ICCF buys 28 parcels for housing

The nonprofit Inner City Christian Federation closed on a purchase earlier this month of 28 houses and duplexes in the Grand Rapids area.

The $2.6-million purchase, which includes 32 units of housing, was funded by grants and loans from Amplify GR, the Barnabas Foundation, the CDV5 Foundation and the Doug and Maria DeVos Foundation.

The purchase is in addition to the $14.5-million purchase of 177 properties, containing 213 units, in November 2017 from the same unnamed Chicago-based investment group.

The transaction transferred property ownership and management to ICCF, based at 920 Cherry St. SE in Grand Rapids.

The properties were purchased in an effort to preserve affordable rental rates and provide new homeownership opportunities for low- and moderate-income households in the Grand Rapids area, according to Ryan VerWys, the nonprofit’s CEO.

If these properties were sold on the private market, he said it’s almost certain prices would increase.

VerWys said the organization is concerned about displacement of longtime residents as rent and home prices increase due to housing’s high demand and limited supply.

“Largely, it’s those with low incomes who are pretty vulnerable in a market like this,” he said.

VerWys said ICCF has seen an uptick in the number of families in which someone has a “good job,” such as at a hospital or manufacturing company, becoming homeless because of increased rent.

In an area with a booming economy, he said ICCF is committed to ensuring “everyone can enjoy that vibrancy, not just those of us who have high incomes.”

Around 40 of the homes are in the 49507 ZIP code.

VerWys said the people in that area expressed wanting the opportunity for more homeownership opportunities, and he sees the organizations’ funding of the ICCF purchase as a response to that.

“They listened to the voice of the neighborhood,” he said.

All the properties were occupied at the time of purchase, and VerWys said the goal is to sell half of them in the next 10 years to those interesting in buying.

ICCF holds homeownership and finance classes for those interested.

In the meantime, VerWys said the goal is to raise $900,000 for improvements on the newly acquired buildings, paying special attention to increasing the energy efficiency and environmental stability of the homes.

He said the nonprofit will focus on hiring local contractors committed to employing low-income residents of the neighborhoods containing the homes.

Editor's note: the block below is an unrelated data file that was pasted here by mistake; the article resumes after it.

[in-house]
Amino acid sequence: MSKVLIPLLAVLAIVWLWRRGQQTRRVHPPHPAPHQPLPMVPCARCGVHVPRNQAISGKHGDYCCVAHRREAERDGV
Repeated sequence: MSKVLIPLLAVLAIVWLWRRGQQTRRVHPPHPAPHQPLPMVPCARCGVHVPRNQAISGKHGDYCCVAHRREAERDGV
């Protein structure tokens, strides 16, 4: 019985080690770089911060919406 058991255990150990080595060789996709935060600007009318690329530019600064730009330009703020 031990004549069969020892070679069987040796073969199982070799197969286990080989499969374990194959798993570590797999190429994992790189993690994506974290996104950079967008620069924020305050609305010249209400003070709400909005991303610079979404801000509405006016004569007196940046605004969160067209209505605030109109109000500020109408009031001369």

ICCF has hit its $1.8-million fundraising goal for improvements on the first homes and now is working on the houses, having touched all but four units so far.

VerWys said hundreds of individual projects have been completed, such as installing energy-efficient windows and heaters.

He said the project has received a lot of support from the community, including 10 churches that have each sponsored a house in some way, providing a total of nearly 100 volunteers — sometimes including plumbers, electricians and carpenters — to help with improvements.

The congregation from Sherman Street Christian Church, at 1000 Sherman St. SE in Grand Rapids, has donated $18,000 and helped complete handrails, painting and prep work, according to Matt Fowler, the church’s community connection staff member.

He said the congregation had been discussing ways to help with the housing crisis. Rather than pursuing an early idea of buying a house and offsetting rent, they decided to work on ICCF’s established project, which also allows the church to take a tax write-off on money donated.

Fowler said he has been acting as a general contractor, scheduling volunteers and companies to complete work. He said one volunteer tiled the home’s entire shower.

“It’s been exciting to get the church involved and put their heart in the house,” Fowler said. “To be able to build a house that’s beautiful and affordable and knowing that it’s going to held by a reputable nonprofit that we believe in.”

With ICCF as the landlord of these properties, VerWys said the organization’s goal is to work with tenants, rather than calling them “neighbors,” strengthening their relationships with the nonprofit and helping them build stronger all-around foundations.

“The closer the landlord is to the tenant, the better it is for the tenants,” he said.

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